Cherno Biko was forced to grapple with the grave consequences of even the most basic decisions early on in life. “I come from Ohio, which is one of the worst states for trans rights,” says Biko, co-founder of Black Trans Lives Matter. As a 15-year-old, “I went into the men’s restroom and I was beat up, and so I went into the women’s restroom and someone called the police on me and I was arrested.”
On Friday, the Departments of Education and Justice together released a set of guidelines intended to keep young trans men and women from being forced into a similar situation. The guidelines guarantee trans students equal access to sex-segregated facilities — the right to use the bathroom that suits their gender identity. The Human Rights campaign hailed the move as “groundbreaking,” but Biko is, largely, unimpressed.
“I fear that it’s just too little too late,” Biko, who uses the pronoun “they,” says.
Of course it should be a priority to protect equal access to bathrooms, they say, and to housing, and to employment opportunities — but no one should be congratulating themselves for taking a step that is, in the grand scheme of things, very, very small. “We have to confront a society that can murder 25 black trans women in the span of a year, not say anything about it, not care, and then when white folks can’t use the bathroom, that’s when President Obama gets involved,” Biko says.
The federal guidance, they add, is proof “the mainstream LGBT movement is continuing to lag behind and continuing disregard and neglect our most vulnerable.”
Biko wants to see Obama and his attorney general Loretta Lynch turn their attention to more pressing issues facing the trans community: preventing violence against trans individuals, decriminalizing sex work, decriminalizing HIV status and reforming immigration. All of these, Biko says, are problems members of the trans community have to grapple with disproportionately compared with other groups.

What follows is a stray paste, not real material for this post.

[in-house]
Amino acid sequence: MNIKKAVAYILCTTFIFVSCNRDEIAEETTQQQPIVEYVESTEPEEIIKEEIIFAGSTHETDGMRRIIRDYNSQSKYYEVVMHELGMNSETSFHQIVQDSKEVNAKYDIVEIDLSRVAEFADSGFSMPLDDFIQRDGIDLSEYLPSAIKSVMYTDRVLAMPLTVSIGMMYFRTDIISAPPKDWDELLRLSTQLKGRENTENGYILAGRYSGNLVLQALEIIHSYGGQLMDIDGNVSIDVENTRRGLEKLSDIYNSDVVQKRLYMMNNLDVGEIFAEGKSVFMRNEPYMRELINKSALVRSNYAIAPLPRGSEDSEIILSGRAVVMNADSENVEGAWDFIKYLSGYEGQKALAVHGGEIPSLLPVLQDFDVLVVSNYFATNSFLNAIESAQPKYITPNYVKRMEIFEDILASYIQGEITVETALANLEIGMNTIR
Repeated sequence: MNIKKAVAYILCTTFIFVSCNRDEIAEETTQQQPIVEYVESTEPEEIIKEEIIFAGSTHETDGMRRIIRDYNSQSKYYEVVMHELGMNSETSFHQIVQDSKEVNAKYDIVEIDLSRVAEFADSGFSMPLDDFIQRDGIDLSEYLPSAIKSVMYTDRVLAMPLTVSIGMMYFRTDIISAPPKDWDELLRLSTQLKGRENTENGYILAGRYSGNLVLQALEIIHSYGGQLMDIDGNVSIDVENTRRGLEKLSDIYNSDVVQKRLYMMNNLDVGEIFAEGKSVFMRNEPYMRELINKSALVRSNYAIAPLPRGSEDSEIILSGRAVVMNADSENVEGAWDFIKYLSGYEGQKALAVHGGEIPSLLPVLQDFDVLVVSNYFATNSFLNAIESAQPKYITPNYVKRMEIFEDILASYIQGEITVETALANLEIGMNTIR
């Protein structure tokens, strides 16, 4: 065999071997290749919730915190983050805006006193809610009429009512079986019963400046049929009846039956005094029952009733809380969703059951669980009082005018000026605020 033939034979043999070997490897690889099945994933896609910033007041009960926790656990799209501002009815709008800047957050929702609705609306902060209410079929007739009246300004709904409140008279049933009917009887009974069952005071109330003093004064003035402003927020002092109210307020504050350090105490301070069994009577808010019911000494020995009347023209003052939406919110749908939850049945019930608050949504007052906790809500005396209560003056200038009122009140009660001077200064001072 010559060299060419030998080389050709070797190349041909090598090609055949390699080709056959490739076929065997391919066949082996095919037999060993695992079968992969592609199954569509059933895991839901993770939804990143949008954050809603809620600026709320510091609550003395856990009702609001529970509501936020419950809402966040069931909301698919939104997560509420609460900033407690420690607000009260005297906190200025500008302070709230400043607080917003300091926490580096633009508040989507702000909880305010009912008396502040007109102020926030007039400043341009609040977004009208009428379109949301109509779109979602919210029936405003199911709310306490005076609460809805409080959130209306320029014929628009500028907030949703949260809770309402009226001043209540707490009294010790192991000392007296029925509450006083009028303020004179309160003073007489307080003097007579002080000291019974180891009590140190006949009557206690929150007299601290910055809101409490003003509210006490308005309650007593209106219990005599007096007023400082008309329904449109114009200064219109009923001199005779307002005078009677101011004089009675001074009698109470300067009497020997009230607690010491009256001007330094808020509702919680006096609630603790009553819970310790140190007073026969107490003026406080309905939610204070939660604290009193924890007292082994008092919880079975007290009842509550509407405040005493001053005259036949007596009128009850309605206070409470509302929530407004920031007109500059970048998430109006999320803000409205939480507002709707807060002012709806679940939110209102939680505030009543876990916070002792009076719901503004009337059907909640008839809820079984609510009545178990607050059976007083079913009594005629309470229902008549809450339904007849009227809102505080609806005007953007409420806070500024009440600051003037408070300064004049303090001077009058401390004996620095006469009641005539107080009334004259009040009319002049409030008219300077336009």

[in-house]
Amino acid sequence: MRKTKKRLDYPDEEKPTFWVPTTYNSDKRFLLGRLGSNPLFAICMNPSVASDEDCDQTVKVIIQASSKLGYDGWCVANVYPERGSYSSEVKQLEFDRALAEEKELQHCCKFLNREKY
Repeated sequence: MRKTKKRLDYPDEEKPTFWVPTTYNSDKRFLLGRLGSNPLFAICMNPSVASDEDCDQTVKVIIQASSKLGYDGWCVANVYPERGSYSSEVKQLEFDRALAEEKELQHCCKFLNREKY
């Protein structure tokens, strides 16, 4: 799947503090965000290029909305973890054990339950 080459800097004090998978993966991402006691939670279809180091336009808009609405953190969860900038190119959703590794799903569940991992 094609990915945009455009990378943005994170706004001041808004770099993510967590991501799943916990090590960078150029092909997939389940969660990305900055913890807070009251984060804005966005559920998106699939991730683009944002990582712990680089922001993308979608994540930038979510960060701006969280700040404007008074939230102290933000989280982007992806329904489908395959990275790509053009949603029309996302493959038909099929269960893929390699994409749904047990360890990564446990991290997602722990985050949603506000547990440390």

“We’re profiled by the police as sex workers,” Biko, the co-chair of New York City’s Young Women’s Advisory Council, says. “If you’re just standing there on the street, an officer based on what you’re wearing, based on on the color of your skin, based on what time of day it is, can arrest you for ‘loitering with the purposes of prostitution.’ It’s really what stop-and-frisk looks like for the trans community.”
Biko points to statistics that show trans immigrants are disproportionately detained and deported. (An investigation by Fusion found that 20 percent of confirmed cases of sexual abuse in immigration detention facilities are against trans detainees, as well.) They point to statistics that show trans women have some of the highest rates of HIV in the country, and to instances in which individuals have been prosecuted for their HIV status.
“There are so many causes that we have to champion. We can’t just pick one. That’s what intersectionality means,” Biko says. “We have to hold space for all of these identities.”
In a perfect world, Biko would sit down with Obama and Lynch and “really find out what can be done in this last year [of his presidency] — not just to make these overarching statements but to … figure out what we can do to ensure that black trans lives matter now and in the years to come.”
“We have to complicate this conversation beyond just bathrooms. It’s not just about the bathrooms. It’s so basic to say: trans women should be able to use the women’s restroom, trans men should be able to use the men’s restroom,” Biko says. “Of course they should be able to use that restroom!”